Divorce and the Effects on Children

Divorce and the Effects on Children

Divorceand the Effects on Children

Divorceand the Effects on Children

Thereare both positives and negatives that come as a result of divorce.However, studies show that individuals that experience divorcegenerally are faced with more negatives than positives. Root (2010)observed that the negative effects of divorce harm children thatcouples need to realize. Staying together, solely for the sake ofchildren, may not be a reasonable proportion either. This issue ismore complicated one point that is frequently noted is that childrenof divorce are often harmed by the divorce itself, both academicallyand behaviorally than those children more “intact” families.

Children’sage is a major factor, according to Harvey &amp Fine (2004), as itaddresses their maturity and understanding. On the positive side,these children tend to take responsibility, especially when bothparents engage in talks with their children. Apart from that and afew other positives, psychologically, these children may be affectedto a point where they feel a sense of alienation. The children mayalso suffer from deteriorating mental health (Root, 2010). Childrenof divorce, especially below adolescent age, experience behaviorallapse as they try to come into terms with both their parentsseparating. Study shows that a larger percentage of divorce is blamedon their misbehavior. Adolescents tend to be moody and depressed.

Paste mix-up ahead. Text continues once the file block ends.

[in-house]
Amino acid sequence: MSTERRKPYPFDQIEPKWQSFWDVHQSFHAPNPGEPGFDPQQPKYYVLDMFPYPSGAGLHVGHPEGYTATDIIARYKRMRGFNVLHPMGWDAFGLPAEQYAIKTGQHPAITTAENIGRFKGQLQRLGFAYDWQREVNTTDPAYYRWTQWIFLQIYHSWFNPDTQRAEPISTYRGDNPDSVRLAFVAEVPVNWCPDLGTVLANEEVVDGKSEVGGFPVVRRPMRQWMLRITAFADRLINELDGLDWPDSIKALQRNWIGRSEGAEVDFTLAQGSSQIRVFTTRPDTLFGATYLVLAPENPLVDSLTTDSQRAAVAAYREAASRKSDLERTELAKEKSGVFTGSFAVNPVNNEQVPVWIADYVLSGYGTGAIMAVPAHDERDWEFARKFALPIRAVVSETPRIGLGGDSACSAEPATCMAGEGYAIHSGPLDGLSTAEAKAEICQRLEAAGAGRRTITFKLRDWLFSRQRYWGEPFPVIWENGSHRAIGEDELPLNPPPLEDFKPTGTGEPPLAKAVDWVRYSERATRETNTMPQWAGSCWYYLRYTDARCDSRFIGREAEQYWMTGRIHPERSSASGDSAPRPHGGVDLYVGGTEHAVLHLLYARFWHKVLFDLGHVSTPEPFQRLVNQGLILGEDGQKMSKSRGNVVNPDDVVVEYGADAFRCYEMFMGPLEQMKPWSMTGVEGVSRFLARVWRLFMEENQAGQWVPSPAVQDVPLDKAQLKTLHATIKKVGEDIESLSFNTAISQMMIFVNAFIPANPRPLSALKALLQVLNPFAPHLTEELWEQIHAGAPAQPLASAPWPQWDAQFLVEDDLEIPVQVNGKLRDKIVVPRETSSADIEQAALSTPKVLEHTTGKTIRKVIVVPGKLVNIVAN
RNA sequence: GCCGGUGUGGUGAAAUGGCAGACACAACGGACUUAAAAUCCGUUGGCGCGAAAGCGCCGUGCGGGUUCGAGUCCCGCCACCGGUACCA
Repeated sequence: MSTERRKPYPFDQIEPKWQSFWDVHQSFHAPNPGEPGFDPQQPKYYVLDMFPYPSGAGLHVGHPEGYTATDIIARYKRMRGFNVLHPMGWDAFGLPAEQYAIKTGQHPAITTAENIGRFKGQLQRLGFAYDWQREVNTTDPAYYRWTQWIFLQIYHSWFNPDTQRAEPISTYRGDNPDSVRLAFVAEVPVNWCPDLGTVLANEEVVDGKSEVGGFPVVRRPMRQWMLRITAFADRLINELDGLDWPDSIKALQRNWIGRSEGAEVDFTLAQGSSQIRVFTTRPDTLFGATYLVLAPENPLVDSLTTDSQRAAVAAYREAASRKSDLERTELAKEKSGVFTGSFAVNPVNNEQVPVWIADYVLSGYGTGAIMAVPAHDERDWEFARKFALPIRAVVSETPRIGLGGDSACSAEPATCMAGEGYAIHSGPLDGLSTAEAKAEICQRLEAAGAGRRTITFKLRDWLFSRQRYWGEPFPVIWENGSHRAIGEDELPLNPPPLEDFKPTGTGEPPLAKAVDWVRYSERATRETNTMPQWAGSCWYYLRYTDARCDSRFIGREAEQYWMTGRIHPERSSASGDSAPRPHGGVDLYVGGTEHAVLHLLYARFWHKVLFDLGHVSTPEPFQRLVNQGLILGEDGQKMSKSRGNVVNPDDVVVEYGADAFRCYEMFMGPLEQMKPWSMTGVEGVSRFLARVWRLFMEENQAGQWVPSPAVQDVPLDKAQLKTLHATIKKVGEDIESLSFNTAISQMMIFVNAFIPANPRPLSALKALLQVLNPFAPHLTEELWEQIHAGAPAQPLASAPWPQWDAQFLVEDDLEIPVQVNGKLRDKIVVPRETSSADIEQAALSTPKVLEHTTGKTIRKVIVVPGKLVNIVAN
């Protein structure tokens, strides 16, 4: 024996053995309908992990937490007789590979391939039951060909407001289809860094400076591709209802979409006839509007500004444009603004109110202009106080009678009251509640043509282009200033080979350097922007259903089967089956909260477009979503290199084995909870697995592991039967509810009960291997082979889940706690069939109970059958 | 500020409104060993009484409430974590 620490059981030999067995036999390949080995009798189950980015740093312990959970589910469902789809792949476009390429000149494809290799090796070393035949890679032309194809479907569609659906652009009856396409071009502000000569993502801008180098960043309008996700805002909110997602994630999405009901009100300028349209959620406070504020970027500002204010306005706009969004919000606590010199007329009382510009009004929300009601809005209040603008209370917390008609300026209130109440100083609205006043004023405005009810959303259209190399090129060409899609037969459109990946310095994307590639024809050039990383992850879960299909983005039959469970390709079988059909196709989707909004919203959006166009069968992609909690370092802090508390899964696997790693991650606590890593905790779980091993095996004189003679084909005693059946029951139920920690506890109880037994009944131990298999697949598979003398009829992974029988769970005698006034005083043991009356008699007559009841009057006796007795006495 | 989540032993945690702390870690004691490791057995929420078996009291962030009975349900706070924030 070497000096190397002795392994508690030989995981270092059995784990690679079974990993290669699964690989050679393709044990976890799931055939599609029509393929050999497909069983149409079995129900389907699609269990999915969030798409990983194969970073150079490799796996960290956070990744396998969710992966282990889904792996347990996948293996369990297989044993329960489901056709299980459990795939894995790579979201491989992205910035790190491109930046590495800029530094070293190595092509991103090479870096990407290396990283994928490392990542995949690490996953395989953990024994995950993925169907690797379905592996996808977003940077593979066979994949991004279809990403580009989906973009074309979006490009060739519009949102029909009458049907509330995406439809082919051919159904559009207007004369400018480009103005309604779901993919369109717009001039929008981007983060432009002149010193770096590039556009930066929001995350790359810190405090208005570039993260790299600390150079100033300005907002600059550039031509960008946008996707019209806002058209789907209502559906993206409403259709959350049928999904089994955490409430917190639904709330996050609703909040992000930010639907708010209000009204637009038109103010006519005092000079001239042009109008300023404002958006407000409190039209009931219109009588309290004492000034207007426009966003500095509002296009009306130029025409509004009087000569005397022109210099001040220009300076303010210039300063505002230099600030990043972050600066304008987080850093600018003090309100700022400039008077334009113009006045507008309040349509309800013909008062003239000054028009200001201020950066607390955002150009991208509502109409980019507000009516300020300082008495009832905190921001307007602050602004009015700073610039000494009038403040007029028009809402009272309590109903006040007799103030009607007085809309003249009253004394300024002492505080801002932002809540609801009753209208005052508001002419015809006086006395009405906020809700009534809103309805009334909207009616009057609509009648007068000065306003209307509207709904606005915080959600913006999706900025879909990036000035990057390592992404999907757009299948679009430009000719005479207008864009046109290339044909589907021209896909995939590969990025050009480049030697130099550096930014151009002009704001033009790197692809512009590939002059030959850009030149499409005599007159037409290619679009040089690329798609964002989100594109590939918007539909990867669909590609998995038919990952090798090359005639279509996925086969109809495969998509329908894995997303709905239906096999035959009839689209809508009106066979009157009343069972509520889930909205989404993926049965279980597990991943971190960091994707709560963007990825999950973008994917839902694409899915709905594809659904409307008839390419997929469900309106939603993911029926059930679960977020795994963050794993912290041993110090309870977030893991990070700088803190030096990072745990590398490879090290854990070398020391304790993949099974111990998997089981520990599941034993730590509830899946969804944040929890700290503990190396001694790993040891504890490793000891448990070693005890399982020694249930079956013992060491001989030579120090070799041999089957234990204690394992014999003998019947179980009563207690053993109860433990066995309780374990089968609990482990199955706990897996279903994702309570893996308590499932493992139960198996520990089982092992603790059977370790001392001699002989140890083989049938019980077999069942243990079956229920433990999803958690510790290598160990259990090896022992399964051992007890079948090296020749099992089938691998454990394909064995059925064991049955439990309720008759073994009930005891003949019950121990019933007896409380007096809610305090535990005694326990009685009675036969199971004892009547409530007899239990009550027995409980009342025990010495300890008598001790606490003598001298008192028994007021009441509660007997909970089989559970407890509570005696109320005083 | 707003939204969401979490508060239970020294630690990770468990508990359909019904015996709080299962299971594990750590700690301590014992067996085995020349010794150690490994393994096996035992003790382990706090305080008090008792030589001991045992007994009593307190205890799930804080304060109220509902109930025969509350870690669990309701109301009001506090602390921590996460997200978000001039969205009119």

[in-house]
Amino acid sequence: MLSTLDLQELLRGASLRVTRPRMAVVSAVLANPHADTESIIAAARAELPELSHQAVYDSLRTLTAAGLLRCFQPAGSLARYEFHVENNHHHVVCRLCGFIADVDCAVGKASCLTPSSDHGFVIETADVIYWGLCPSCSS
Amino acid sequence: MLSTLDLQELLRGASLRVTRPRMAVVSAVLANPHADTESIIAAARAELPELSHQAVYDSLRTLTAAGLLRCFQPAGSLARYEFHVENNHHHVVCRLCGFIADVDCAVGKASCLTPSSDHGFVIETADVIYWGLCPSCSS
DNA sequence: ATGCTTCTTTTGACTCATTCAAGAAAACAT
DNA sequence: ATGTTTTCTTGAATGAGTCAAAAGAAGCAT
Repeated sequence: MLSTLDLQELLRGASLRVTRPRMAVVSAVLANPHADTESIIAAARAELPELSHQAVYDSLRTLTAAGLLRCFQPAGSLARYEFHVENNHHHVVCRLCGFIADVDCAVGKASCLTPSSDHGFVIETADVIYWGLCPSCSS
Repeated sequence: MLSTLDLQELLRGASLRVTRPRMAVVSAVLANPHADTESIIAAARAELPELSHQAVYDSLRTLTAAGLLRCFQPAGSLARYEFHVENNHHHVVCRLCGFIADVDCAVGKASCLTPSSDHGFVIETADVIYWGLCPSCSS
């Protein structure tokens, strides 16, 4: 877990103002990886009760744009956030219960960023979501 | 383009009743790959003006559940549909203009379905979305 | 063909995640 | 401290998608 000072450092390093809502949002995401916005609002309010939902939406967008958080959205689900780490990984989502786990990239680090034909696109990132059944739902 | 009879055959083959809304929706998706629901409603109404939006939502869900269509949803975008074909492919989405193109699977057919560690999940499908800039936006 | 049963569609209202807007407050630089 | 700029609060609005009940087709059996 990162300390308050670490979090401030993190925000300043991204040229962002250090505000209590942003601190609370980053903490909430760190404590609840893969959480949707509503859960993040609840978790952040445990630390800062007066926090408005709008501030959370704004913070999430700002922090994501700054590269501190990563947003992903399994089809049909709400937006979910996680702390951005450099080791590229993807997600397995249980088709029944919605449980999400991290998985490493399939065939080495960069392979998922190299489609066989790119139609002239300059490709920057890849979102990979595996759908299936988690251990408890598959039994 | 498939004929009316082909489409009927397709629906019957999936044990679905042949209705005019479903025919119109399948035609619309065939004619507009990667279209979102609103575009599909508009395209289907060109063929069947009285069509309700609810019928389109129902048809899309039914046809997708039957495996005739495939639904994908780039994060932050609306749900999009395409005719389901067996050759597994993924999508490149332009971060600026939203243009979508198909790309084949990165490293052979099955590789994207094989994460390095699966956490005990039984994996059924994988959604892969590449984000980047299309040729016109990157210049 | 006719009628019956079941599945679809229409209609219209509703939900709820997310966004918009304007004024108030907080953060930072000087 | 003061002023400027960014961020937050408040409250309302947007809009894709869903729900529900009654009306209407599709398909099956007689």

Onthe short term, children of divorce may find it hard to perceive theworld around them, and as a result, they are felt with anger andhatred. These children may end up getting divorced themselves infuture. The child may also fell unwanted and in turn get intodepression. They tend to frequently engage in violence as a form ofretaliation (Millar, 2009). The long-term effects, more so on youngchildren, may range from slight insecurities and fears and enormousdisturbances (Harvey &amp Fine, 2004). Insecurities and depressionmay end up negatively affecting the child’s impact and productionin school.

References

Harvey,J. H., &amp Fine, M. A. (2004). Childrenof divorce: Stories of loss and growth.Mahwah, N.J: Lawrence Erlbaum Associates.

Millar,P. (2009). Thebest interests of children: An evidence-based approach.Toronto [Ont.: University of Toronto Press.

Root,A. (2010). Thechildren of divorce: The loss of family as the loss of being.Grand Rapids, Mich: Baker Academic.


Divorce and the Effects on Children

Divorce and the Effects on Children

Divorceand the Effects on Children

Divorceand the Effects on Children

Formore than three decades ago, the rates of divorce have escalated toan alarming percentage of 79% in the United States of America.Despite the fact that these alarming have been seen to reduce in theprevious years, there is quite a number of studies and researchesthat that indicate that most marriages are still ending up indivorce. These divorces might be the best course of action to theparents but the effects they are having on the children are somehowadverse, long lasting, and irreversible. The effects of divorce onthe children have been focused to be on short term. But most researchand studies have shown that long term effects of divorce on childrenis more devastating and energy sapping [ CITATION Mat03 l 1033 ].Differentstages and phases of divorce affect children so greatly. These phasesare emotional or psychological divorce, the authorized or legaldivorce, the financial divorce, the custodial divorce, the communitydivorce as well as psychic divorce [ CITATION Mat03 l 1033 ].Thisassignment looks at three peer reviewed journal articles that arerelated to the topic of effects of divorce on children. The paperwill summarize these three articles, evaluate them and finallydiscuss the potential ethical issues of conducting secondaryresearch.